I predict that the amount of time the heater is heated for will be proportional to the change in temperature.

I will be able to predict my results by using the following formula.

P = V x I

Where V is 2.75 and I is 3.4. I know this because I carried out a preliminary test.

P = 2.75 x 3.4

= 9.35W or 9.35 J/s

Therefore the energy in two minutes = 9.35 x 120

= 1122J (every two minutes)

I can now use the formula E = m x c x ∆t

Where E = 1122J

m = 0.05 = 50ml = 50g = 0.05kg(the amount of the water in the beaker)

c = 4200

I can rearrange this formula to predict the temperature change of the water every two minutes

∆t = E / mc

= 1122 / 0.05 x 4200

= 1122 / 210

= 5. 3

The amount of energy from the heater is proportional to the time; therefore V and I have to be constant.

Predicted results

I have drawn a graph to show my predictions.

Obtaining evidence

Before I began my experiment I checked that the volt metre read 2.75 and that the ammeter read 3.4. After carrying out my experiment I have recorded the following results. The first column shows the independent variable, the variable I have deliberately changed. The other columns show the dependent variable, the size of this variable depended on the independent variable.

Analysis

I drew a graph to show the average temperature change. From looking at my graph I can see that as time increases the temperature increases. Looking at the graph I used to predict my results, I can see that the predicted results are fairly similar to the results I obtained from my experiment. However the graph I used to predict my results is a straight line whereas the graph I used to show my results has a gentle curve. The highest temperature reached in the prediction graph was 75 degrees Celsius, whereas the highest temperature from my actual results was 50.5 degrees Celsius. This is because the results that I predicted were only for an experiment where no energy escapes from the water; this is why on my predicted graph the temperature is much greater. Whereas on the graph showing the results of the experiment the temperature is much lower because energy escaped from the water.

Using the formula P = V x I

I can work out the amount of energy every two minutes.

P = 2.75 x 3.4

= 9.35

Energy in two minutes = 9.35 x 120

= 1122J

I need to find out the temperature change for every two minutes so that I can work out the efficiencies.

These are the temperature changes. (∆t)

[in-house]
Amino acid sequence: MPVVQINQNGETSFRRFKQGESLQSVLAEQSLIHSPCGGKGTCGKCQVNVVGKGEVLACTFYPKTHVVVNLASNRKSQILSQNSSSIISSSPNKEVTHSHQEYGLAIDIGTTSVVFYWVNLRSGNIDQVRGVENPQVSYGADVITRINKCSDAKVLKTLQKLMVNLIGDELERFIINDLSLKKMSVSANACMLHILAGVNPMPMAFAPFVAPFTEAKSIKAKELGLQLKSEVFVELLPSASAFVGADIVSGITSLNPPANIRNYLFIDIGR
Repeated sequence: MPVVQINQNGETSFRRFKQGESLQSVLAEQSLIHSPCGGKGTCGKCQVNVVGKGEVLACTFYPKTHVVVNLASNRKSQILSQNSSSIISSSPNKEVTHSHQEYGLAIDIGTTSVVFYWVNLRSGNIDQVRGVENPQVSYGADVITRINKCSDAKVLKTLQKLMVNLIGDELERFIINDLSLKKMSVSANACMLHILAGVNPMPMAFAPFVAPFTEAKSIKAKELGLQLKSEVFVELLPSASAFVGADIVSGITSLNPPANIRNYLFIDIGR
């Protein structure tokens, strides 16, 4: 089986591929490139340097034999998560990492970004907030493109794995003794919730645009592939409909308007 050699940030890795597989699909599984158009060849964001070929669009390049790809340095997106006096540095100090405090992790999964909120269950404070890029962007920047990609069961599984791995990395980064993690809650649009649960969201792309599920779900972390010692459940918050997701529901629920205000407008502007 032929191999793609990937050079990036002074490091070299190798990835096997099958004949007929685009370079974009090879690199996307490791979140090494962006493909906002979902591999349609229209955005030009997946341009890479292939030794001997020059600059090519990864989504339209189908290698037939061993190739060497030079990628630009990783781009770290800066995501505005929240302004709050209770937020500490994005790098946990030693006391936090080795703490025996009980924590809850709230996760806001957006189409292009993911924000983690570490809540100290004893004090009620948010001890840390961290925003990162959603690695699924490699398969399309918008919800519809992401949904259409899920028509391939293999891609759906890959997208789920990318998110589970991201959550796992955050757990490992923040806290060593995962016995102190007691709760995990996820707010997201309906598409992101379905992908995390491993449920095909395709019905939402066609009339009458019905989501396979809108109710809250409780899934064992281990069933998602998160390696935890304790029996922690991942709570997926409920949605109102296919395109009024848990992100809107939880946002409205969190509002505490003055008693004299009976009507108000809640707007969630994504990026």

These are the efficiencies during heating. I used the following formula to work out the efficiency during my experiment.

m x c x ∆t x 100

v x I x time

For example, the efficiency for 2 minutes.

Efficiency = (0.05 x 4200 x 3.53) x 100

(2.75 x 3.4 x 120)

= 66%

The longer we timed the heater for, the lower the efficiency became. The longer we heated the water, the less the temperature increase there was. This is because the longer the water was heated for, the more energy escaped. The experiment is not accurate, as the beaker was not closed; this means that there was an open system where energy could escape making the heating decrease in efficiency. If an insulation beaker had been used, less energy would have been lost during the experiment and more would have been kept in water. This would have made my final results more similar to my predicted results, as my predicted results are for an experiment where no energy was to be lost.

Evaluation

My investigation was fairly reliable. The method of obtaining sufficient results was fairly accurate. Before I did each experiment, I made sure that the water had been carefully measured and I checked that the voltage and the current were kept at a constant. However I did not use the same equipment for each time I did the experiment. This could have affected my results because some of the equipment that I used might have been faulty.

The results that I have obtained from this experiment are fairly accurate as I did the experiment three times. Doing the experiment three times meant that I could compare my final results and observe the average results.

To make the experiment more accurate I could have done the experiment more than three times, this would perhaps confirmed that there was a pattern in the results that were obtained. I could have also used different equipment that would have made my experiment more accurate. For example, I could have used an insulation beaker; this would have meant that less heat escaped from the beaker. I could have also used more precise ammeters and voltmeters.

The graph that shows my predicted results shows that the increase in time is proportional to the increase in time. However the graph showing my actual results does not show this as the graph is a curve. This means that my results do not back up my original hypothesis, however the results I did obtain show that as the amount of time increased so did the temperature.

The graph showing my results shows that the longer the water is heated for the more the temperature increases. However looking at my graph the results show a curve. Eventually this curve will straighten out showing that the temperature cannot increase anymore. To extend my experiment I could have heated the water for longer to see if the temperature change would have become less.

If I was given more time I could have investigated other variables such as the amount of water in the beaker and the voltage. I could have changed these to see the effect they would have on the temperature change.